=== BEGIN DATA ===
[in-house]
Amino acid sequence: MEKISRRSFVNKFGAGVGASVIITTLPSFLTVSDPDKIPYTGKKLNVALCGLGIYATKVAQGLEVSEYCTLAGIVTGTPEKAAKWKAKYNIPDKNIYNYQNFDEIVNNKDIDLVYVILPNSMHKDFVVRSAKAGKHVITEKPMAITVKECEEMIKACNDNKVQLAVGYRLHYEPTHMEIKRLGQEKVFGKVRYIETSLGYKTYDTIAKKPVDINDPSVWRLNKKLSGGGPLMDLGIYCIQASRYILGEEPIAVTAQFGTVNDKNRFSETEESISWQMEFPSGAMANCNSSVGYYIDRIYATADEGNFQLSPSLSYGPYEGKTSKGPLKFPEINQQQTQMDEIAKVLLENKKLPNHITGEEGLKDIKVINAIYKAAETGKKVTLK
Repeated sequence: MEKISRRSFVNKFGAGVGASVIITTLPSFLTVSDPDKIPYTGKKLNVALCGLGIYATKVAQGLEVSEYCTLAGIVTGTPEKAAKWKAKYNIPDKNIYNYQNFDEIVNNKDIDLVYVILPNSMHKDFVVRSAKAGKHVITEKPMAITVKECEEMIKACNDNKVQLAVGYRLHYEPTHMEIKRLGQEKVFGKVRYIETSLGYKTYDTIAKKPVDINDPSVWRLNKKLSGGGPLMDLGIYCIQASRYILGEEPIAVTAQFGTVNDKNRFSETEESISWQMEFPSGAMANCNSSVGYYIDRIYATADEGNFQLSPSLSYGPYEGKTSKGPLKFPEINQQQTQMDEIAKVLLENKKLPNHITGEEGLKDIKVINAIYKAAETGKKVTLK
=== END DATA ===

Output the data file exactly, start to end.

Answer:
[in-house]
Amino acid sequence: MEKISRRSFVNKFGAGVGASVIITTLPSFLTVSDPDKIPYTGKKLNVALCGLGIYATKVAQGLEVSEYCTLAGIVTGTPEKAAKWKAKYNIPDKNIYNYQNFDEIVNNKDIDLVYVILPNSMHKDFVVRSAKAGKHVITEKPMAITVKECEEMIKACNDNKVQLAVGYRLHYEPTHMEIKRLGQEKVFGKVRYIETSLGYKTYDTIAKKPVDINDPSVWRLNKKLSGGGPLMDLGIYCIQASRYILGEEPIAVTAQFGTVNDKNRFSETEESISWQMEFPSGAMANCNSSVGYYIDRIYATADEGNFQLSPSLSYGPYEGKTSKGPLKFPEINQQQTQMDEIAKVLLENKKLPNHITGEEGLKDIKVINAIYKAAETGKKVTLK
Repeated sequence: MEKISRRSFVNKFGAGVGASVIITTLPSFLTVSDPDKIPYTGKKLNVALCGLGIYATKVAQGLEVSEYCTLAGIVTGTPEKAAKWKAKYNIPDKNIYNYQNFDEIVNNKDIDLVYVILPNSMHKDFVVRSAKAGKHVITEKPMAITVKECEEMIKACNDNKVQLAVGYRLHYEPTHMEIKRLGQEKVFGKVRYIETSLGYKTYDTIAKKPVDINDPSVWRLNKKLSGGGPLMDLGIYCIQASRYILGEEPIAVTAQFGTVNDKNRFSETEESISWQMEFPSGAMANCNSSVGYYIDRIYATADEGNFQLSPSLSYGPYEGKTSKGPLKFPEINQQQTQMDEIAKVLLENKKLPNHITGEEGLKDIKVINAIYKAAETGKKVTLK